The second is that as youth sports is becoming more crazy and competitive, the families that just want to get out there and do something and have fun get lost in the shuffle. Those families just want someplace they can play and feel comfortable and not have to worry about the craziness, the yelling and the screaming, and their child will always get to play and not just sit on the bench. i9 Sports opened up a whole other world for these families.
How do you feel about the future of the brand?
As long as parents are having kids, we will be fine. The brand is unique and it sets itself apart. I think the biggest challenge we have comes from competitors who have partnered with professional leagues. It’s tough to compete from an eyeball view – on the surface, it’s “Wow, they can wear this cool jersey from their favorite team,” but then you go to the experience. Once you peel back the layers of the onion, those brands have very competitive programs that probably don’t care whether your child plays or not, and it’s not a locally owned operation, it’s a nationally owned operation.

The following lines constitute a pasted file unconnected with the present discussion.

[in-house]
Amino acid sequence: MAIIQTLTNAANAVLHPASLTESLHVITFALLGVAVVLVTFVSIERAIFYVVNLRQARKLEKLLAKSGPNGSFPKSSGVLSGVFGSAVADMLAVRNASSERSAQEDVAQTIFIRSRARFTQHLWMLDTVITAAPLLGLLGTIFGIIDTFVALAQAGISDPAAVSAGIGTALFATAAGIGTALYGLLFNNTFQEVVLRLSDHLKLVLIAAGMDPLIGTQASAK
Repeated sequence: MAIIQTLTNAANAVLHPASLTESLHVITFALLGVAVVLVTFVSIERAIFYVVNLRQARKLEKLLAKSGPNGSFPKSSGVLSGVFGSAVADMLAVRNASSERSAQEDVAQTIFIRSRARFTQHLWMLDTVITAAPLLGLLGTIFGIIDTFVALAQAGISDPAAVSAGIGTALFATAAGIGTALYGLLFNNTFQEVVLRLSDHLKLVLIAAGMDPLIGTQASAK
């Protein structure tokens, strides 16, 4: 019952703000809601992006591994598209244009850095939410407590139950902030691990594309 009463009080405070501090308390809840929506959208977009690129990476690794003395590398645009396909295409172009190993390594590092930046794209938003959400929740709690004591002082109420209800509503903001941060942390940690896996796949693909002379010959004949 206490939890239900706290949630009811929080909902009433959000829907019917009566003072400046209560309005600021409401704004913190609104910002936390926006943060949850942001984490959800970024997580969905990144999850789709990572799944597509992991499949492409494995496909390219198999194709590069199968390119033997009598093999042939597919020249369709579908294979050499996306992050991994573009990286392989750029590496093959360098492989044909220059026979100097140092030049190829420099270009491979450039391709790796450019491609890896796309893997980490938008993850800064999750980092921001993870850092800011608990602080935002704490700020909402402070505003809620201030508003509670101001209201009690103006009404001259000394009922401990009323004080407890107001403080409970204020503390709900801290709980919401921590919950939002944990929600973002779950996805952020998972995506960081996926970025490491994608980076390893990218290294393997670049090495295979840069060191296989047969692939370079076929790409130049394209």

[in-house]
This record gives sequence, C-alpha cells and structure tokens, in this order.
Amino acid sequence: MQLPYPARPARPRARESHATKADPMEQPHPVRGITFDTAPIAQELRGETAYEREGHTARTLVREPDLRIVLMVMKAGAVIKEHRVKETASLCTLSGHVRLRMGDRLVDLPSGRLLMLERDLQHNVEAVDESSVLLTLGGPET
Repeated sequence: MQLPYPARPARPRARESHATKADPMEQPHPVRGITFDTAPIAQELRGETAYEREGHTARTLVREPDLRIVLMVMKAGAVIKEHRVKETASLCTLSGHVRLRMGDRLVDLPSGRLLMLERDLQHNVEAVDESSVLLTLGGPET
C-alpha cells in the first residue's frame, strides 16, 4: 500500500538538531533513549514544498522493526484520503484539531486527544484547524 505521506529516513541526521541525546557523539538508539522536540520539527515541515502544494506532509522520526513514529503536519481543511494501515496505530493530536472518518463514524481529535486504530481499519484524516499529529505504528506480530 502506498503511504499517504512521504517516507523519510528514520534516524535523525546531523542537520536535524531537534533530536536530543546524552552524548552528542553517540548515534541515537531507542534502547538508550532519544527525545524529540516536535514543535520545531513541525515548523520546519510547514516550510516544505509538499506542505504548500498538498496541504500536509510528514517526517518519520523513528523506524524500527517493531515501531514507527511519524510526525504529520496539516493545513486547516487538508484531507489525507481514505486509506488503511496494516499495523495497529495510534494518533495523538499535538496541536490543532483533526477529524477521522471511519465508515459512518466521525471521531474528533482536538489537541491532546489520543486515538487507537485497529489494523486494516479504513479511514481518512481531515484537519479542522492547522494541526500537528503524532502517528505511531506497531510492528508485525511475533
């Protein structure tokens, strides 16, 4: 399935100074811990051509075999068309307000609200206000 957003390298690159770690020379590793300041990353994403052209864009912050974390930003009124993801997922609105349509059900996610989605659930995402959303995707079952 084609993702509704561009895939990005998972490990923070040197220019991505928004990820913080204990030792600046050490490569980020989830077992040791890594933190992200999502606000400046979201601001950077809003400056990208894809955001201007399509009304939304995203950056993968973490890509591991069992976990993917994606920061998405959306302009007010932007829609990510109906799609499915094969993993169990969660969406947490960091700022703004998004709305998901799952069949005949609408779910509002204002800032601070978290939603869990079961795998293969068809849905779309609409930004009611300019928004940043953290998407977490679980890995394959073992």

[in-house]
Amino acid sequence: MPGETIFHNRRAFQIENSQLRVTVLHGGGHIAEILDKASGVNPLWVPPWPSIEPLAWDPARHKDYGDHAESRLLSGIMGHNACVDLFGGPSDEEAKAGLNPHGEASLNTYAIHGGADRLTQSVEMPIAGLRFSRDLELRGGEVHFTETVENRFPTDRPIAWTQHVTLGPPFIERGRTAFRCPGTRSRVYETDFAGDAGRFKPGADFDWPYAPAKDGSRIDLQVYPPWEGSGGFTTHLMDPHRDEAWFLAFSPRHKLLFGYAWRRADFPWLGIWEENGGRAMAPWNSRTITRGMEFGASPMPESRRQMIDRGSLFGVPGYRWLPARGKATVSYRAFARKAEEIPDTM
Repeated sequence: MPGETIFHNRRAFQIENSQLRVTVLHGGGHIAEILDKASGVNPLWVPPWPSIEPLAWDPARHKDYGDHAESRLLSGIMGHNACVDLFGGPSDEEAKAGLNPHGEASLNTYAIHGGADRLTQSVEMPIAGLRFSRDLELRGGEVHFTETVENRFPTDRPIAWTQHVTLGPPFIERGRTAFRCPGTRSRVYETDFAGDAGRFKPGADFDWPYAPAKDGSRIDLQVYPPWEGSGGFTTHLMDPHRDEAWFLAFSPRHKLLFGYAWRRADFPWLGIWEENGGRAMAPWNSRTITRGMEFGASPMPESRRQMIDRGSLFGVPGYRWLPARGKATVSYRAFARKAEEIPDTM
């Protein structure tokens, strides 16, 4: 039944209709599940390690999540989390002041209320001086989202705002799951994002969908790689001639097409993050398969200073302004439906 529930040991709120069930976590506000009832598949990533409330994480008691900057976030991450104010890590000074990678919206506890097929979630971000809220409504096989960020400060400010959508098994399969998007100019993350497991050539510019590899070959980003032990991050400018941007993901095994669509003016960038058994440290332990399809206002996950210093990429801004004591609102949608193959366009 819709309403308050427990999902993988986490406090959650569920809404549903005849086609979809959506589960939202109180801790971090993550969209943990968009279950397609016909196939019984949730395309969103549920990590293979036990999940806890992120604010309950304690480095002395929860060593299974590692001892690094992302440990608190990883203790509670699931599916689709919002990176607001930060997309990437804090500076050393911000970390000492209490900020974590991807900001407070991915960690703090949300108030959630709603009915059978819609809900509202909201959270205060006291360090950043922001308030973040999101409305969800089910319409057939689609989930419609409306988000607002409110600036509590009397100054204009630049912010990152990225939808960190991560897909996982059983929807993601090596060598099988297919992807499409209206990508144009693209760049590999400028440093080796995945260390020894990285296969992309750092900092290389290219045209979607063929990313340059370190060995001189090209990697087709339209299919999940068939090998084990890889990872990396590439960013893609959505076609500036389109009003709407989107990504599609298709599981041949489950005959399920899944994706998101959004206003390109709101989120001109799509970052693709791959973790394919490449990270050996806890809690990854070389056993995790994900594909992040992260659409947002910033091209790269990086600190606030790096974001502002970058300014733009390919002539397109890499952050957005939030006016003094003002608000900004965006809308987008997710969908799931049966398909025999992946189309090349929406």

Those are also all for individual sports. They offer just football, or just basketball, or just soccer. With what we’ve developed, if you have a family that wants to play flag football, boom, they can play with us. They want to play baseball next season, we’ve got that. How about basketball when it’s cold outside? Yes, we’ve got that, too. Soccer? Sure. And they know what experience they’re getting in each of those sports.
The question I always get from families when they find out that this is a franchise business is “You can actually make money doing this?”
I say, “Yes.” It depends what your personal goals are. If you’re looking for flexibility and being able to take care of your family, pay the mortgage, go on vacations here or there and enjoy owning your own business, then absolutely.
Learn more about small business ownership with i9 Sports